A personal journey with Alzheimer's Date: 12/12/14
By Pieter Droppert
Putting personal issues on public view can be tricky and even downright awkward for journalists. It is often difficult to maintain a level of objectivity when the focus of your effort concerns a loved one – particularly if that person has a condition like Alzheimer’s. But it can be done. Pieter Droppert, a UK journalist now based in Miami, explains how he went about reporting and producing his radio documentary, "Living Well with Dementia – a personal journey."
Q: Why did you decide to make your mother’s story so public?
I started out wanting to make a story about innovation and dementia care because of the huge impact caring for dementia will have on society in the future. What was happening in the local area in Liverpool that was exciting and interesting in dementia care? Fortunately there was a lot!
It was only when I was writing the script for the narration and thinking about how to link all the interviews and topics together that I realized it was in essence a personal journey I had taken. Making it a first person narrative with commentary around what I saw happen to my mother made it a more powerful and compelling story.
I think many families face challenges about how best to care for a loved one with Alzheimer’s, which is one form of dementia.
My mother Audrey died a few weeks before I started the documentary project, so I also felt that it was a fitting memory to include the only audio I have of her. We should all record more of our families!
Including tape of Audrey at the beginning and end reminds everyone who listens that dementia touches the lives of real people. Audrey could be anyone’s Grandma, Mother, Sister, Aunt or Friend.
I’m sure she would be happy to be remembered and for her voice to still be heard even though she has now passed on.
Q: How did you separate Pieter the journalist from Pieter the son?
I think it was impossible to separate the two – in essence when I did an interview I was a journalist whose mother had Alzheimer’s and that influenced my frame of reference and how I approached the story.
Q: How did you find and approach others with the disease and persuade them to speak with you on the record?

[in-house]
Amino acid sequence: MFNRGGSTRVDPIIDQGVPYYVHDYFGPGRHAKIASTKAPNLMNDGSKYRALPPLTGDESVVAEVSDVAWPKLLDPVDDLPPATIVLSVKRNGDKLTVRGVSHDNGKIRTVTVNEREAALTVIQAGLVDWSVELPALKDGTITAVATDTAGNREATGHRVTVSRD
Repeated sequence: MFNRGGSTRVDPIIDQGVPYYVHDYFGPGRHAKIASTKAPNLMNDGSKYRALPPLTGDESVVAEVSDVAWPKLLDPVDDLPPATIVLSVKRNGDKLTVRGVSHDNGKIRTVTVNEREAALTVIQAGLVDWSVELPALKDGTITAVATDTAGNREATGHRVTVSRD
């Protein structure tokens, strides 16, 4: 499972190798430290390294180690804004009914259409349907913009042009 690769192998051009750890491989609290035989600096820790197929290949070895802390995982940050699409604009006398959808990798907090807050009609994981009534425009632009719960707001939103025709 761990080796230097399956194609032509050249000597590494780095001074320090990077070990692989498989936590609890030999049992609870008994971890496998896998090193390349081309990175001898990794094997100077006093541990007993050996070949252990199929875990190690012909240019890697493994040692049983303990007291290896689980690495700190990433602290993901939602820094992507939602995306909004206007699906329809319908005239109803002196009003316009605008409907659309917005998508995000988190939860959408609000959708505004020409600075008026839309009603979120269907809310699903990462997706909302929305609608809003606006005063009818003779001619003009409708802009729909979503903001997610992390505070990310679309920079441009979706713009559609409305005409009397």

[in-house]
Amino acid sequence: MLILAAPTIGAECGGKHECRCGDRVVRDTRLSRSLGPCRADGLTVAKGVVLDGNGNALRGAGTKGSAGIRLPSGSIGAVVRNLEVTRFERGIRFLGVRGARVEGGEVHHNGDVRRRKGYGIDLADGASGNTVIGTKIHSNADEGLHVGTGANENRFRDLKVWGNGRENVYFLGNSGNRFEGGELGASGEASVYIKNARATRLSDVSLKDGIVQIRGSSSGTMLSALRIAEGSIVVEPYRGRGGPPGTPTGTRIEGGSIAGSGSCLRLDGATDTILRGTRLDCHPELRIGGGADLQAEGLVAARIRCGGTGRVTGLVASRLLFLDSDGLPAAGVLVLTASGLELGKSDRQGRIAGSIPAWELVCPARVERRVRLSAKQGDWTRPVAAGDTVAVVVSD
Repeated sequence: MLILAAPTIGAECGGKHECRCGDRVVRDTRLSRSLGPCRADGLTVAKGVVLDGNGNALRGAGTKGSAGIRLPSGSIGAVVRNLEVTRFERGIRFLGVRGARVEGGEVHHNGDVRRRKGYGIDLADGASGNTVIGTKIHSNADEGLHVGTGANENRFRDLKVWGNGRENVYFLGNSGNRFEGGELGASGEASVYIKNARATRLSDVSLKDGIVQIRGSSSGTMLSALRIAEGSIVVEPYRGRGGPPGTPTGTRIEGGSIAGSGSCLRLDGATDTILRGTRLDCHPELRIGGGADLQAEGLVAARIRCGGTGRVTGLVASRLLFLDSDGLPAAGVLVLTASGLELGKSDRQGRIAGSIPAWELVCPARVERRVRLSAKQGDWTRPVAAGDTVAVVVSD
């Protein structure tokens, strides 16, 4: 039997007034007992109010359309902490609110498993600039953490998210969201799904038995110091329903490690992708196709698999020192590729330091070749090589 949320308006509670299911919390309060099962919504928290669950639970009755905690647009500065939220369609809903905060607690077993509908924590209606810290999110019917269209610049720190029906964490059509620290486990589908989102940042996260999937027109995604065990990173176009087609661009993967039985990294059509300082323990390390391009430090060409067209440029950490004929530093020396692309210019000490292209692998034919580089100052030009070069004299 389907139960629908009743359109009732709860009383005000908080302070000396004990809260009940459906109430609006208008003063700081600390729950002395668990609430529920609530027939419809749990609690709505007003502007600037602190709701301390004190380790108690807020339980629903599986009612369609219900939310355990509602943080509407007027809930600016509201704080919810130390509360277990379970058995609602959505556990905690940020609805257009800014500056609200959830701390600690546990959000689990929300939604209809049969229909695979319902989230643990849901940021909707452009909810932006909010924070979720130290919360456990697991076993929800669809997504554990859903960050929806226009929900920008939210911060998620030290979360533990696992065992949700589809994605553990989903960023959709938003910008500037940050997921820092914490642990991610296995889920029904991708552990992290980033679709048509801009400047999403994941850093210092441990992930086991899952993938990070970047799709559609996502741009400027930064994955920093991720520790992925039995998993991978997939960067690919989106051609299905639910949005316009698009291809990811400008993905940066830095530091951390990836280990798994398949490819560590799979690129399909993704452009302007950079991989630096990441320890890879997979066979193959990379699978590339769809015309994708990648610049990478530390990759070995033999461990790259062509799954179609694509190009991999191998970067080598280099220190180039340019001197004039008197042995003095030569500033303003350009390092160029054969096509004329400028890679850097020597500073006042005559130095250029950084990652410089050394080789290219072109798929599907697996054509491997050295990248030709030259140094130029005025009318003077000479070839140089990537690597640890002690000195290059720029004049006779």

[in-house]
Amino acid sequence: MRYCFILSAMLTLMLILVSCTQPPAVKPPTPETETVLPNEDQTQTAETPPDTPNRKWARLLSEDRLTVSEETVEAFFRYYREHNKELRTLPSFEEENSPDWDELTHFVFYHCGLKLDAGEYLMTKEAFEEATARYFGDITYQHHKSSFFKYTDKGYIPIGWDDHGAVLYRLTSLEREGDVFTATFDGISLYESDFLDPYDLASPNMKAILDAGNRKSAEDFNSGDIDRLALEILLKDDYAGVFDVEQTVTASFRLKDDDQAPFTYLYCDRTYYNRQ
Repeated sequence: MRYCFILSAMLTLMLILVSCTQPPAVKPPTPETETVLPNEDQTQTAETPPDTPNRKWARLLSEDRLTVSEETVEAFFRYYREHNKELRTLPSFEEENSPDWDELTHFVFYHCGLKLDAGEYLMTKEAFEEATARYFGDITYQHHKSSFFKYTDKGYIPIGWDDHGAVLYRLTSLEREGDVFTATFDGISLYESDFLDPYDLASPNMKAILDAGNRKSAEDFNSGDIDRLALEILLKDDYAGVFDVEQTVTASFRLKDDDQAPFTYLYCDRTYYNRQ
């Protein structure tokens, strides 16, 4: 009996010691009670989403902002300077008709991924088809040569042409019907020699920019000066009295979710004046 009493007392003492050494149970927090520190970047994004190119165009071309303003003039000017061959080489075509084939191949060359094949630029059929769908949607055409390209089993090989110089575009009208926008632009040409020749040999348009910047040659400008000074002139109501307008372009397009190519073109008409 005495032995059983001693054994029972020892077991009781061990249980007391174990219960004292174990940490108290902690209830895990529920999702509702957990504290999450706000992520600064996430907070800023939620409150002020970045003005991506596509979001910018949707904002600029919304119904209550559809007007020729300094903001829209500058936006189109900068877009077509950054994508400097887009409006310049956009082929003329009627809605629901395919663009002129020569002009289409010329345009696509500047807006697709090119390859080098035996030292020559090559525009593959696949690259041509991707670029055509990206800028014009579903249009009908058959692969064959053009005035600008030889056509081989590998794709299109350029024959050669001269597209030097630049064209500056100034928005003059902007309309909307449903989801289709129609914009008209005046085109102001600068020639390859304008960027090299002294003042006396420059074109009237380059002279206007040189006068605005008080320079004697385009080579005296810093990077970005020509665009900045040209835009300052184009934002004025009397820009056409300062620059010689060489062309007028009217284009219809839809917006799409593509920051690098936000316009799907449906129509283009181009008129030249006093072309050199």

There is a lot going on in Liverpool to reduce the stigma associated with dementia and educate the public, businesses and the community on how best to support people living with dementia.
A number of local people with an early diagnosis are publicly advocating for greater awareness and have done interviews and even produced videos about their life. I was fortunate to find one of them, Tommy Dunne on Twitter (@TommyTommytee18).
I sent Tommy a tweet, he sent me a [private message] with his email address and we arranged to do an interview at the Everton Football Club Pass on the Memories program that I had already received permission to attend from the club.
What I was concerned about was making sure that anyone with dementia who I interviewed had the capacity to consent. In addition to obtaining verbal consent at time of interview, I also discussed with a mental health professional who knew them whether they had the requisite capacity. I don’t think I would have interviewed or broadcast anyone who was at the advanced stage of the disease, where consent was not possible, even if they said they were ok with it. Thinking about how to obtain consent, and the capacity to consent, is an important consideration when working with vulnerable people.
Also, when conducting the interview I had a clear view of what topics I thought were appropriate and how to sensitively cover them. I never wanted to put anyone in a position where they felt uncomfortable.
Tommy Dunne turned out to be a really great character and is one of the stars of my documentary.
Q: How did you find out about the “Pass on the Memories” program?
I first found it through a Google search, and immediately thought “wow” a Premier League Football Club working with people in the community with dementia, that’s a great story!